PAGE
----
Imprecatory prayer among members of the military takes on a much more threatening aspect if it occurs in combination with certain other potentially lethal trends. One of these is the very real recruitment of members of the military, both active and former, into far-right belief systems. For instance, we know for a fact that neo-Nazi and white-supremacist organizations have made an active effort not merely to recruit members of the military, but also to have their members join the military and obtain combat training and experience.

We know from FBI reports that they’ve had at least some success in doing this. Then there are paranoid, black-helicopter types from the Patriot movement who are recruiting from the military. For instance, there’s a group calling itself the “Oath Keepers” comprised of veterans who vow not to take part in the coming roundup of American citizens into concentration camps, arming themselves to aid in the “resistance.” One can only imagine the effect of saying imprecatory prayers among paranoid types like this, but it wouldn’t be a good one.

Now, probably the most notorious case of imprecatory prayer was Pastor Wiley Drake’s open plea for the death of President Obama, with Pastor Anderson’s similar plea a close second. And as far as we know no one has taken up their call to action yet, for which we can all be grateful. That doesn’t make the plea any less repugnant, especially on a moral and spiritual level.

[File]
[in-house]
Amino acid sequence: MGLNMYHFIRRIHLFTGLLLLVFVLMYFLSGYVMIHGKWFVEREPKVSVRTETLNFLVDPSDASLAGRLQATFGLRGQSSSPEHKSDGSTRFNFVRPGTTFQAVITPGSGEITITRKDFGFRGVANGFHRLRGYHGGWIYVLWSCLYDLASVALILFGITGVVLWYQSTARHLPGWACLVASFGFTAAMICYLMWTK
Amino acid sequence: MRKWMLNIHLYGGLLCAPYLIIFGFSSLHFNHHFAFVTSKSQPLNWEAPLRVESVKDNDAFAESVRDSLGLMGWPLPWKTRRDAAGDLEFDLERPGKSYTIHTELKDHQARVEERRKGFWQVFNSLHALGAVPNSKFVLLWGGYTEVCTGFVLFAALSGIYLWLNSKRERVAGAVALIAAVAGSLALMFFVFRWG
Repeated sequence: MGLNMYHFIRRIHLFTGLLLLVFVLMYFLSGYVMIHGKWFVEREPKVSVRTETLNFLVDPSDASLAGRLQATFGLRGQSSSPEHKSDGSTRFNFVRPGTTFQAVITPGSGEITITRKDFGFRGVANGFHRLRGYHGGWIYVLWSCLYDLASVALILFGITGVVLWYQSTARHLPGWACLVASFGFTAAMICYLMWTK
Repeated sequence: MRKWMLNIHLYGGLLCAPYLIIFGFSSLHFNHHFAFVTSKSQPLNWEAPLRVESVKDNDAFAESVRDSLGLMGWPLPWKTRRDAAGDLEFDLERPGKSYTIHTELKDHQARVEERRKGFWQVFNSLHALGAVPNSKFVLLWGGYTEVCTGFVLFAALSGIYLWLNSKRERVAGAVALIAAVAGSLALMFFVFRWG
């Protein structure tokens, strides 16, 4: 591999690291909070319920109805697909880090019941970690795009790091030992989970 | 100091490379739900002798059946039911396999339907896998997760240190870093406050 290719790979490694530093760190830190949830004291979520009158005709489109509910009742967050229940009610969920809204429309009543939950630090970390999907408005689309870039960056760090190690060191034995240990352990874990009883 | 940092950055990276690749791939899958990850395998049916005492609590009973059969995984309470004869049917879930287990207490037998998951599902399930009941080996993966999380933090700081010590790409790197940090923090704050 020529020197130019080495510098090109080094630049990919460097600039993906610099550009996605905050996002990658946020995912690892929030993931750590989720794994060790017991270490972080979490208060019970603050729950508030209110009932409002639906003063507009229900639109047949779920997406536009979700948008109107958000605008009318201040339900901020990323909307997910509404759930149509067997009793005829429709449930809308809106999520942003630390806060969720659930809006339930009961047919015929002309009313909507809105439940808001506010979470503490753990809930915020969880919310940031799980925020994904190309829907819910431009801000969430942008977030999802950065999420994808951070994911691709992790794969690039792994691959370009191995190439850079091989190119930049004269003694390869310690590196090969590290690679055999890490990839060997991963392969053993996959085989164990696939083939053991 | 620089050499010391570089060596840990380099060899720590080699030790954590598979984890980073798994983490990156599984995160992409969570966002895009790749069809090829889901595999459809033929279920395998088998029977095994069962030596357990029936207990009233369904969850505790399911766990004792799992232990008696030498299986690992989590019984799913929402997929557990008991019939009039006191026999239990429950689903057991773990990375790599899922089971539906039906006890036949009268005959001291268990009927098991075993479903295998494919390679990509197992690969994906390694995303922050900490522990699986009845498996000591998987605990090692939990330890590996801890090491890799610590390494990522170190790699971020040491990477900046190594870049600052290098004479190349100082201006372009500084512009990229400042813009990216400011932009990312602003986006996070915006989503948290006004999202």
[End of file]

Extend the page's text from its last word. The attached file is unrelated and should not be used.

At the same time, it seems almost certain that Scott Roeder —the man who walked into a church and shot abortion provider Dr. George Tiller in the head—indulged imprecatory prayers for Tiller before shooting him. He was part of a so-called “Prayer and Action Network,” a radical ant-abortion outfit closely associated with the far-right Patriot movement where such prayers are standard features.

It should be obvious how such prayers could be really lethal in their toxicity. They impart upon both the speaker and the hearer a kind of religious benediction and sanction for murdering and/or harming other people. Moreover, it not only sanctions such acts, it almost impels them—a serious devotee will take such a task upon himself as a spiritual duty. Which is a deeply disturbing prospect.

frederick.clarkson@gmail.com'

Frederick Clarkson is a Senior Fellow at Political Research Associates in Somerville, Massachusetts. He is the editor of Dispatches from the Religious Left: The Future of Faith and Politics in America (Ig Publishing, 2008), and co-founder of the group blog, Talk to Action.